Atrophy patterns in l-CBS and r-CBS single cases.Areal volume reductions in CBS patients at t0 and from t0 to t1 overlaid on coronal sections of the JuBrain cytoarchitectonic atlas: Colored areas illustrate a) atrophy of four or more SD in patient 1 and b) patient 5.
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pone-0110326-g003: Atrophy patterns in l-CBS and r-CBS single cases.Areal volume reductions in CBS patients at t0 and from t0 to t1 overlaid on coronal sections of the JuBrain cytoarchitectonic atlas: Colored areas illustrate a) atrophy of four or more SD in patient 1 and b) patient 5.

Mentions: The two cases differed in the pattern of neural atrophy, both at the initial point of examination and during disease progression. In patient 1 (l-CBS), atrophy was mainly characterized by bilaterally affected primary somatosensory areas, superior parietal, intraparietal and temporal regions, followed by extending atrophy in orbitofrontal areas in the course of the disease (Figure 3a). In contrast, patient 5 (r-CBS) revealed bilateral atrophy predominantly in the premotor, primary motor and somatosensory cortex, followed by atrophy extending bilaterally to the superior parietal cortex and a worsening of already affected motor areas (Figure 3b). All atrophic brain regions, including the amount of deviation from the control group (at t0) and the amount of atrophy during disease progression (t0-t1) are listed in Appendix S6.


Neuropsychological and brain volume differences in patients with left- and right-beginning corticobasal syndrome.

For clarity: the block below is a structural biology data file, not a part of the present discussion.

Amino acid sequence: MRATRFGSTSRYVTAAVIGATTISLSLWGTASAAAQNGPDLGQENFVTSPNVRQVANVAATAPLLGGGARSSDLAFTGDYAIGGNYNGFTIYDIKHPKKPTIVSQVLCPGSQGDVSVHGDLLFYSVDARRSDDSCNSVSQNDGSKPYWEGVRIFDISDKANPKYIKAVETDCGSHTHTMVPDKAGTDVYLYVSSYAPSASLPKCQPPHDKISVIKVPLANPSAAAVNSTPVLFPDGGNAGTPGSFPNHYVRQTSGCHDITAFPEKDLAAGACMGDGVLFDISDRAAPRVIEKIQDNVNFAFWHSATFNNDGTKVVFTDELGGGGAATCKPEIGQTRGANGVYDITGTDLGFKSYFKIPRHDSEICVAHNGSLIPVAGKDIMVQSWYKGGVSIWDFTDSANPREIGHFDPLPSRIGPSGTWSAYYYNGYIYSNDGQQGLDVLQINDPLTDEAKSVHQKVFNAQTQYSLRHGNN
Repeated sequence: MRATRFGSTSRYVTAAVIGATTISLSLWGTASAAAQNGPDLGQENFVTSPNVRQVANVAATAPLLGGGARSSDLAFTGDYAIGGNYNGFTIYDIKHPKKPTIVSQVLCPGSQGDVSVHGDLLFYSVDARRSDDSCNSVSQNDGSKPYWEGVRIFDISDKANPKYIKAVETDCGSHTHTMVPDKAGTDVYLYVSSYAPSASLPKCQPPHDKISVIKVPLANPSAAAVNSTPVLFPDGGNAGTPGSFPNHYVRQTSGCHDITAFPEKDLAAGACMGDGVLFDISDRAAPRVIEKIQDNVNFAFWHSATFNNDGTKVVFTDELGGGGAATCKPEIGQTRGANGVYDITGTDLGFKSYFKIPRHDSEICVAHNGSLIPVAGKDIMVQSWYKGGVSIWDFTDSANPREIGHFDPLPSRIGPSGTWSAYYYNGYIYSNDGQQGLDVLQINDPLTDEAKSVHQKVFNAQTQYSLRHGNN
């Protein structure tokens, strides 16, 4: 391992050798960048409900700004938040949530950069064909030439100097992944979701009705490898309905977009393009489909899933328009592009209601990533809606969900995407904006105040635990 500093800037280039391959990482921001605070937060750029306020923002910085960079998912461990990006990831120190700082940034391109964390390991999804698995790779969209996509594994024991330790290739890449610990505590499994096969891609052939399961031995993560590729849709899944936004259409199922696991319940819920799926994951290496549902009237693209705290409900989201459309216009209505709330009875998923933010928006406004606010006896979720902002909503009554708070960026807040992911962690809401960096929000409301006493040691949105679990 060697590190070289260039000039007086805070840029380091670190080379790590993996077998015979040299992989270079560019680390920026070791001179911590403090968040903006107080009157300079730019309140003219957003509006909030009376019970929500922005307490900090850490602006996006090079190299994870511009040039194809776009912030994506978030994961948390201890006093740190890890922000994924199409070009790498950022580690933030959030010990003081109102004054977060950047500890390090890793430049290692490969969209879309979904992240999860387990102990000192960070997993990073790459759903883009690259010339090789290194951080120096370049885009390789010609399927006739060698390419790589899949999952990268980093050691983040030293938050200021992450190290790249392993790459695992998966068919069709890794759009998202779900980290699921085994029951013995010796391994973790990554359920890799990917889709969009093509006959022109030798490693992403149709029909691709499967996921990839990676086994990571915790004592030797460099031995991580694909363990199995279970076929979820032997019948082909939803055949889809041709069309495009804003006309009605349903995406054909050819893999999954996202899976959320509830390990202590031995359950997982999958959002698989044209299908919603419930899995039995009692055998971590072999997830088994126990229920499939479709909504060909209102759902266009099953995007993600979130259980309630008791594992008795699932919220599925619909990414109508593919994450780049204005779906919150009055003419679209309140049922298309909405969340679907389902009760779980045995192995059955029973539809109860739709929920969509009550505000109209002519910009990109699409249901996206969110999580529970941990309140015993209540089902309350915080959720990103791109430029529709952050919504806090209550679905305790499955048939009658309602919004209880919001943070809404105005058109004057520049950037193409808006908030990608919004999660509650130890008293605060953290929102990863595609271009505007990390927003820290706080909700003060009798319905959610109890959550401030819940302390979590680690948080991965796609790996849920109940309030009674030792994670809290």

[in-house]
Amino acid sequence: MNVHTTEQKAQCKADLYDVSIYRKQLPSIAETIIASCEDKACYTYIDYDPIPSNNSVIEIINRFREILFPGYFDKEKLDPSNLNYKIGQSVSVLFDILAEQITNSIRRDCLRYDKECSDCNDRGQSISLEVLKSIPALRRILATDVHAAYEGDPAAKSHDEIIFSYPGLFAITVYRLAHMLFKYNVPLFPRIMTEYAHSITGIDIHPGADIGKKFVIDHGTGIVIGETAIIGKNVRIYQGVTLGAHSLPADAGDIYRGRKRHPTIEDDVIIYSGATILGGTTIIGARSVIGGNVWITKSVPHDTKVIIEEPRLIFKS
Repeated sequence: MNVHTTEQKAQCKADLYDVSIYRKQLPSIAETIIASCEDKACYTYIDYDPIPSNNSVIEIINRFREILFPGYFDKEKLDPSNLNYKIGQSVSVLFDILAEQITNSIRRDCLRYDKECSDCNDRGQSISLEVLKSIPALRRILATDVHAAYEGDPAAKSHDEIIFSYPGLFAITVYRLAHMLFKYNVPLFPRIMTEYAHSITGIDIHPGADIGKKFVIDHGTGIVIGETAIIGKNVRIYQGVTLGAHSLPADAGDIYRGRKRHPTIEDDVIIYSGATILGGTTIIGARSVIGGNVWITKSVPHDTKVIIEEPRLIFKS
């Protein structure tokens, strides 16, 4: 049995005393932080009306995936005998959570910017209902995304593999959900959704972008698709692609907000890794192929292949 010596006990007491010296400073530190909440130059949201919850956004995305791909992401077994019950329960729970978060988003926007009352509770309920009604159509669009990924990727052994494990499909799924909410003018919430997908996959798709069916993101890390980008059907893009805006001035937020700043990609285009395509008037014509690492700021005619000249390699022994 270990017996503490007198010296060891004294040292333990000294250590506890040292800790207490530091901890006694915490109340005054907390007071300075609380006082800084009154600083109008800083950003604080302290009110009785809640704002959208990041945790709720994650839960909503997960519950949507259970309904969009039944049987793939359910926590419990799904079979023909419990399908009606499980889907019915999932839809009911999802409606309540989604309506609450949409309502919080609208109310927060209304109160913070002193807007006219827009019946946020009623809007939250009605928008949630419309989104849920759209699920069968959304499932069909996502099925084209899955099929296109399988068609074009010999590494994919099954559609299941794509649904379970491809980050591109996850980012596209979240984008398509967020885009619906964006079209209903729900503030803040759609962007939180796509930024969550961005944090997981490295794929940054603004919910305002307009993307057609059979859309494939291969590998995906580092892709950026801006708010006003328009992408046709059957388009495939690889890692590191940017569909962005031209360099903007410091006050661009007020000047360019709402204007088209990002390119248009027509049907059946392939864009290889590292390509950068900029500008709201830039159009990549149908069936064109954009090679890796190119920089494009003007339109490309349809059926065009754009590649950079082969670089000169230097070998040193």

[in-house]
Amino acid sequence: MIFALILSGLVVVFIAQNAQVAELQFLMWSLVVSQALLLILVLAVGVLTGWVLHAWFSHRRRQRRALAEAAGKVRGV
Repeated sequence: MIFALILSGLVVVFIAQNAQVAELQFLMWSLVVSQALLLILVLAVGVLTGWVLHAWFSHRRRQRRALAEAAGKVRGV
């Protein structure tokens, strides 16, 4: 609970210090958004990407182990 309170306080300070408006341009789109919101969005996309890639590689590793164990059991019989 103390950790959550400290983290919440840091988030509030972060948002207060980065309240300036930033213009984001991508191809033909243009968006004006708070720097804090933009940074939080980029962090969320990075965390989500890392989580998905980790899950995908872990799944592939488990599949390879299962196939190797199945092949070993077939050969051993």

Jütten K, Pieperhoff P, Südmeyer M, Schleicher A, Ferrea S, Caspers S, Zilles K, Schnitzler A, Amunts K, Lux S - PLoS ONE (2014)

Atrophy patterns in l-CBS and r-CBS single cases.Areal volume reductions in CBS patients at t0 and from t0 to t1 overlaid on coronal sections of the JuBrain cytoarchitectonic atlas: Colored areas illustrate a) atrophy of four or more SD in patient 1 and b) patient 5.
© Copyright Policy
Related In: Results  -  Collection

License
Show All Figures
getmorefigures.php?uid=PMC4214821&req=5

pone-0110326-g003: Atrophy patterns in l-CBS and r-CBS single cases.Areal volume reductions in CBS patients at t0 and from t0 to t1 overlaid on coronal sections of the JuBrain cytoarchitectonic atlas: Colored areas illustrate a) atrophy of four or more SD in patient 1 and b) patient 5.
Mentions: The two cases differed in the pattern of neural atrophy, both at the initial point of examination and during disease progression. In patient 1 (l-CBS), atrophy was mainly characterized by bilaterally affected primary somatosensory areas, superior parietal, intraparietal and temporal regions, followed by extending atrophy in orbitofrontal areas in the course of the disease (Figure 3a). In contrast, patient 5 (r-CBS) revealed bilateral atrophy predominantly in the premotor, primary motor and somatosensory cortex, followed by atrophy extending bilaterally to the superior parietal cortex and a worsening of already affected motor areas (Figure 3b). All atrophic brain regions, including the amount of deviation from the control group (at t0) and the amount of atrophy during disease progression (t0-t1) are listed in Appendix S6.